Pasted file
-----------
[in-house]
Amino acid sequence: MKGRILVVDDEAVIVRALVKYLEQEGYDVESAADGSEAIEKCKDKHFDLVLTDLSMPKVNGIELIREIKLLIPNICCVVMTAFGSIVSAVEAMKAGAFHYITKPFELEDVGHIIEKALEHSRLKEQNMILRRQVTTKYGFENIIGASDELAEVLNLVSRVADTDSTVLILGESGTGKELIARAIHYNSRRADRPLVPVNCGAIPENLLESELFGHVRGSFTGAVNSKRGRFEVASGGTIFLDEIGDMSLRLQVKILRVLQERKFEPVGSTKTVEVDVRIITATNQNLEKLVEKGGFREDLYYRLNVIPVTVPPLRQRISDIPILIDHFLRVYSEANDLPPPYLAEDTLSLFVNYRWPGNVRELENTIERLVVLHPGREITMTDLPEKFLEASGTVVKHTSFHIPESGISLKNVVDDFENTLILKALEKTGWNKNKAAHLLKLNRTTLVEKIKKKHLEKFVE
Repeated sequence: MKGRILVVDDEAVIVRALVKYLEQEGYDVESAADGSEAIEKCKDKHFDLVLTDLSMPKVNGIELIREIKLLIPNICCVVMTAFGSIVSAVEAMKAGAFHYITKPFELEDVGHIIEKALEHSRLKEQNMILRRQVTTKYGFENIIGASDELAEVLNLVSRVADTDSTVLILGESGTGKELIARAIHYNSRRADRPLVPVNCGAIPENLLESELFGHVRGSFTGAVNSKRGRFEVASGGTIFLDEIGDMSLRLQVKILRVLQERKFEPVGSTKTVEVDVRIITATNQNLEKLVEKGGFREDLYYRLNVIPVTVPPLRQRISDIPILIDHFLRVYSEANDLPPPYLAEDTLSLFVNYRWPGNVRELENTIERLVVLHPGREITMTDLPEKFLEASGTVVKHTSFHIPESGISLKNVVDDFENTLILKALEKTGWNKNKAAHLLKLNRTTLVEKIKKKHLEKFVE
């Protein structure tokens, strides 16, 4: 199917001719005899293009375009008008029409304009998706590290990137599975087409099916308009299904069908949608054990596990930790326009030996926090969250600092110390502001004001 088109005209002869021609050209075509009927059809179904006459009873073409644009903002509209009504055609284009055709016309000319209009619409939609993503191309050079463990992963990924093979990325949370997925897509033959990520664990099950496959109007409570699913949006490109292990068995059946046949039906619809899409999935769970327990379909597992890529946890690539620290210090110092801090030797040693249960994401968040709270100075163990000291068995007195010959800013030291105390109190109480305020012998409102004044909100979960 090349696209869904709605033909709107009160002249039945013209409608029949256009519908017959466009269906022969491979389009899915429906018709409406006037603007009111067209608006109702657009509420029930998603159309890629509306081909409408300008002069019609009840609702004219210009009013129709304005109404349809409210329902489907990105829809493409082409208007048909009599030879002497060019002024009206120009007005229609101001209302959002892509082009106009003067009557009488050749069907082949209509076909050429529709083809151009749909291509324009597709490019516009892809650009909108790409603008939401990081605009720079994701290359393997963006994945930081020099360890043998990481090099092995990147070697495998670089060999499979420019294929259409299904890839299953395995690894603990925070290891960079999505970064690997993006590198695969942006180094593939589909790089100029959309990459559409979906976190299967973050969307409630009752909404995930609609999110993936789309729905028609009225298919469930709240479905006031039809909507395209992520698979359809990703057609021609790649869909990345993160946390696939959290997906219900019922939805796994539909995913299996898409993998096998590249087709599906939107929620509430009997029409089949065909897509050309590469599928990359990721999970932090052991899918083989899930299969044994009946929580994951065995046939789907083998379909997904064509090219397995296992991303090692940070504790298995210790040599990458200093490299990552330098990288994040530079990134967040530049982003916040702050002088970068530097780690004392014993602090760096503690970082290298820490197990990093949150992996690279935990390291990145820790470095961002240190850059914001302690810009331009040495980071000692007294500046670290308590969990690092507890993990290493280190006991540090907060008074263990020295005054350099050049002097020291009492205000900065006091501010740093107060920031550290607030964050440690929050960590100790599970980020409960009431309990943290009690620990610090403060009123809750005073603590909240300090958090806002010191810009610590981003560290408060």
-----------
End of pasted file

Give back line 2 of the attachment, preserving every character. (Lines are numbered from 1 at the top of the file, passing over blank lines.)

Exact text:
Amino acid sequence: MKGRILVVDDEAVIVRALVKYLEQEGYDVESAADGSEAIEKCKDKHFDLVLTDLSMPKVNGIELIREIKLLIPNICCVVMTAFGSIVSAVEAMKAGAFHYITKPFELEDVGHIIEKALEHSRLKEQNMILRRQVTTKYGFENIIGASDELAEVLNLVSRVADTDSTVLILGESGTGKELIARAIHYNSRRADRPLVPVNCGAIPENLLESELFGHVRGSFTGAVNSKRGRFEVASGGTIFLDEIGDMSLRLQVKILRVLQERKFEPVGSTKTVEVDVRIITATNQNLEKLVEKGGFREDLYYRLNVIPVTVPPLRQRISDIPILIDHFLRVYSEANDLPPPYLAEDTLSLFVNYRWPGNVRELENTIERLVVLHPGREITMTDLPEKFLEASGTVVKHTSFHIPESGISLKNVVDDFENTLILKALEKTGWNKNKAAHLLKLNRTTLVEKIKKKHLEKFVE